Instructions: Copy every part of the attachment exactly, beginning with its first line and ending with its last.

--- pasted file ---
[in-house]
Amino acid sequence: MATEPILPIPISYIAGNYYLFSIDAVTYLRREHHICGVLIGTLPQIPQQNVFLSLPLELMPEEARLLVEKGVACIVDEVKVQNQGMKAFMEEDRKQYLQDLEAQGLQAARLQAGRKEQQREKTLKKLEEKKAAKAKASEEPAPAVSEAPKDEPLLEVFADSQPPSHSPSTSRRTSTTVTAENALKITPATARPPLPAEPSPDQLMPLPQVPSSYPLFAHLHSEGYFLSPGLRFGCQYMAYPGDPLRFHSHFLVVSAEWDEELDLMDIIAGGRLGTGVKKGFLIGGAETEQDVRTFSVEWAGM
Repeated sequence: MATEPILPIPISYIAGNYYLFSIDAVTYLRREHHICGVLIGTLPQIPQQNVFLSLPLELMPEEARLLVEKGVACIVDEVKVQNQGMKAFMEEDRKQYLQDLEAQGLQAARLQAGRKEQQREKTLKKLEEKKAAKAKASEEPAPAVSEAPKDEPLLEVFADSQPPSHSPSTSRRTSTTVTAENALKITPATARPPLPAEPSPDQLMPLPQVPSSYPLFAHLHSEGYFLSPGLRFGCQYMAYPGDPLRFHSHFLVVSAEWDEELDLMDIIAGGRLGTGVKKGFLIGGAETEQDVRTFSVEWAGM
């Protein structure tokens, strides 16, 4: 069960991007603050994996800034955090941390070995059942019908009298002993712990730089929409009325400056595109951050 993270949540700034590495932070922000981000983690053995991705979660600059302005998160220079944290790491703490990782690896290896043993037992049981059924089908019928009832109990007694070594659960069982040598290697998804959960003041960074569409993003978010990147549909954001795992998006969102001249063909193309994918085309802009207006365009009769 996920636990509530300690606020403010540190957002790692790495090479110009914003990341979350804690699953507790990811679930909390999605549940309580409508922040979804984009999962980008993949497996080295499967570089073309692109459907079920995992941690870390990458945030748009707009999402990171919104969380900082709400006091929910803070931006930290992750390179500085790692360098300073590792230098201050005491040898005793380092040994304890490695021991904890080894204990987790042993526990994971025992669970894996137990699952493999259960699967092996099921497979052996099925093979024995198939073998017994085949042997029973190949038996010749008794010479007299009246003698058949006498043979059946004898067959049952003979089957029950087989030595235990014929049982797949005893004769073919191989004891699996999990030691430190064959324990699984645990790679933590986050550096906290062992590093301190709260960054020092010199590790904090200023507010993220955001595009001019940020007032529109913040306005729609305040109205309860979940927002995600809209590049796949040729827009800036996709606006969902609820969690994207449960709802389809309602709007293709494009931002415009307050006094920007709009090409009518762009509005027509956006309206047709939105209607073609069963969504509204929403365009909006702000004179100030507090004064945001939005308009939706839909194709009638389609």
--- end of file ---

[in-house]
Amino acid sequence: MATEPILPIPISYIAGNYYLFSIDAVTYLRREHHICGVLIGTLPQIPQQNVFLSLPLELMPEEARLLVEKGVACIVDEVKVQNQGMKAFMEEDRKQYLQDLEAQGLQAARLQAGRKEQQREKTLKKLEEKKAAKAKASEEPAPAVSEAPKDEPLLEVFADSQPPSHSPSTSRRTSTTVTAENALKITPATARPPLPAEPSPDQLMPLPQVPSSYPLFAHLHSEGYFLSPGLRFGCQYMAYPGDPLRFHSHFLVVSAEWDEELDLMDIIAGGRLGTGVKKGFLIGGAETEQDVRTFSVEWAGM
Repeated sequence: MATEPILPIPISYIAGNYYLFSIDAVTYLRREHHICGVLIGTLPQIPQQNVFLSLPLELMPEEARLLVEKGVACIVDEVKVQNQGMKAFMEEDRKQYLQDLEAQGLQAARLQAGRKEQQREKTLKKLEEKKAAKAKASEEPAPAVSEAPKDEPLLEVFADSQPPSHSPSTSRRTSTTVTAENALKITPATARPPLPAEPSPDQLMPLPQVPSSYPLFAHLHSEGYFLSPGLRFGCQYMAYPGDPLRFHSHFLVVSAEWDEELDLMDIIAGGRLGTGVKKGFLIGGAETEQDVRTFSVEWAGM
């Protein structure tokens, strides 16, 4: 069960991007603050994996800034955090941390070995059942019908009298002993712990730089929409009325400056595109951050 993270949540700034590495932070922000981000983690053995991705979660600059302005998160220079944290790491703490990782690896290896043993037992049981059924089908019928009832109990007694070594659960069982040598290697998804959960003041960074569409993003978010990147549909954001795992998006969102001249063909193309994918085309802009207006365009009769 996920636990509530300690606020403010540190957002790692790495090479110009914003990341979350804690699953507790990811679930909390999605549940309580409508922040979804984009999962980008993949497996080295499967570089073309692109459907079920995992941690870390990458945030748009707009999402990171919104969380900082709400006091929910803070931006930290992750390179500085790692360098300073590792230098201050005491040898005793380092040994304890490695021991904890080894204990987790042993526990994971025992669970894996137990699952493999259960699967092996099921497979052996099925093979024995198939073998017994085949042997029973190949038996010749008794010479007299009246003698058949006498043979059946004898067959049952003979089957029950087989030595235990014929049982797949005893004769073919191989004891699996999990030691430190064959324990699984645990790679933590986050550096906290062992590093301190709260960054020092010199590790904090200023507010993220955001595009001019940020007032529109913040306005729609305040109205309860979940927002995600809209590049796949040729827009800036996709606006969902609820969690994207449960709802389809309602709007293709494009931002415009307050006094920007709009090409009518762009509005027509956006309206047709939105209607073609069963969504509204929403365009909006702000004179100030507090004064945001939005308009939706839909194709009638389609």